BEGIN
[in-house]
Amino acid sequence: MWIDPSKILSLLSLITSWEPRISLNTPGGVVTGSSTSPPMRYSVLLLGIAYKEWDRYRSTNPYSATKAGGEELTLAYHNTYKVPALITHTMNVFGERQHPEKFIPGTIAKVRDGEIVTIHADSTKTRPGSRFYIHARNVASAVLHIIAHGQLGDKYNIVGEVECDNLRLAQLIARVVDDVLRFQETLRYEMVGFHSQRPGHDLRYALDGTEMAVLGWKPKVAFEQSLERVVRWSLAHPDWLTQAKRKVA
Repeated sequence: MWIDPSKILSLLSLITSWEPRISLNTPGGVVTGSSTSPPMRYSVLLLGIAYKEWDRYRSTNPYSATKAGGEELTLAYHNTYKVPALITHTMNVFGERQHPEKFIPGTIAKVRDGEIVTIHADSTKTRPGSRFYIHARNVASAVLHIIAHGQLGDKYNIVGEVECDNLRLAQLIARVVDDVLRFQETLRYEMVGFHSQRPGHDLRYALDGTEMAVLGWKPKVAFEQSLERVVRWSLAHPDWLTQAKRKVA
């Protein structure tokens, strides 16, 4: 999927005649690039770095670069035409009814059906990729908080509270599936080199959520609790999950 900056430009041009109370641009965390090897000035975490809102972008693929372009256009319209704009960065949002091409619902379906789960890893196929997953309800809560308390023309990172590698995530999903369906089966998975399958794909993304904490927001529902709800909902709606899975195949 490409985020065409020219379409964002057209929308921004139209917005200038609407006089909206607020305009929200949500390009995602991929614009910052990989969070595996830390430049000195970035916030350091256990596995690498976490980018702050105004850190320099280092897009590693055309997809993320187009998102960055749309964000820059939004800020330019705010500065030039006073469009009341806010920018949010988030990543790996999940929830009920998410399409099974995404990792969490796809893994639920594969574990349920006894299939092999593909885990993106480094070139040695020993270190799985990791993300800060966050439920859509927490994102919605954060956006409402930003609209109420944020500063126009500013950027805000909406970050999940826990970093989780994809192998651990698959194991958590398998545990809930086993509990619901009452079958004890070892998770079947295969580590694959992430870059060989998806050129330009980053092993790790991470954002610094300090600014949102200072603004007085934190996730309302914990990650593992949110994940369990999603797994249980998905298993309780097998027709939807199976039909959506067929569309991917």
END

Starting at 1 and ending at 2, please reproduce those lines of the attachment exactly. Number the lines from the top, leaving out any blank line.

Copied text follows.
[in-house]
Amino acid sequence: MWIDPSKILSLLSLITSWEPRISLNTPGGVVTGSSTSPPMRYSVLLLGIAYKEWDRYRSTNPYSATKAGGEELTLAYHNTYKVPALITHTMNVFGERQHPEKFIPGTIAKVRDGEIVTIHADSTKTRPGSRFYIHARNVASAVLHIIAHGQLGDKYNIVGEVECDNLRLAQLIARVVDDVLRFQETLRYEMVGFHSQRPGHDLRYALDGTEMAVLGWKPKVAFEQSLERVVRWSLAHPDWLTQAKRKVA